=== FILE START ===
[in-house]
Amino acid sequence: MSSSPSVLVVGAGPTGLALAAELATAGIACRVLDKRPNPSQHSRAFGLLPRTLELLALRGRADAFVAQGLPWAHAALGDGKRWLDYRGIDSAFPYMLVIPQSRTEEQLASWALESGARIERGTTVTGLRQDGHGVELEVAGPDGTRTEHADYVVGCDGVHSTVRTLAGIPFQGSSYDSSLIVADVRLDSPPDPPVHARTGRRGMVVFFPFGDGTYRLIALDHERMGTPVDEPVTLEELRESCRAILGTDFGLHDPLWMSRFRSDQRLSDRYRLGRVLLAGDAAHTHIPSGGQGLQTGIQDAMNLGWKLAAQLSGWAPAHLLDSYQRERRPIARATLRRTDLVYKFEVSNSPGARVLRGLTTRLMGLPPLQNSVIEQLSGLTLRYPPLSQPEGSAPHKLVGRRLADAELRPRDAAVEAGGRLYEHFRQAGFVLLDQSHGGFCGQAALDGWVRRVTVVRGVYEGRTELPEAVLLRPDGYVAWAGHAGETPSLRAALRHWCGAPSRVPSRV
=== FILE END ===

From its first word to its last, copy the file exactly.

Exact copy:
[in-house]
Amino acid sequence: MSSSPSVLVVGAGPTGLALAAELATAGIACRVLDKRPNPSQHSRAFGLLPRTLELLALRGRADAFVAQGLPWAHAALGDGKRWLDYRGIDSAFPYMLVIPQSRTEEQLASWALESGARIERGTTVTGLRQDGHGVELEVAGPDGTRTEHADYVVGCDGVHSTVRTLAGIPFQGSSYDSSLIVADVRLDSPPDPPVHARTGRRGMVVFFPFGDGTYRLIALDHERMGTPVDEPVTLEELRESCRAILGTDFGLHDPLWMSRFRSDQRLSDRYRLGRVLLAGDAAHTHIPSGGQGLQTGIQDAMNLGWKLAAQLSGWAPAHLLDSYQRERRPIARATLRRTDLVYKFEVSNSPGARVLRGLTTRLMGLPPLQNSVIEQLSGLTLRYPPLSQPEGSAPHKLVGRRLADAELRPRDAAVEAGGRLYEHFRQAGFVLLDQSHGGFCGQAALDGWVRRVTVVRGVYEGRTELPEAVLLRPDGYVAWAGHAGETPSLRAALRHWCGAPSRVPSRV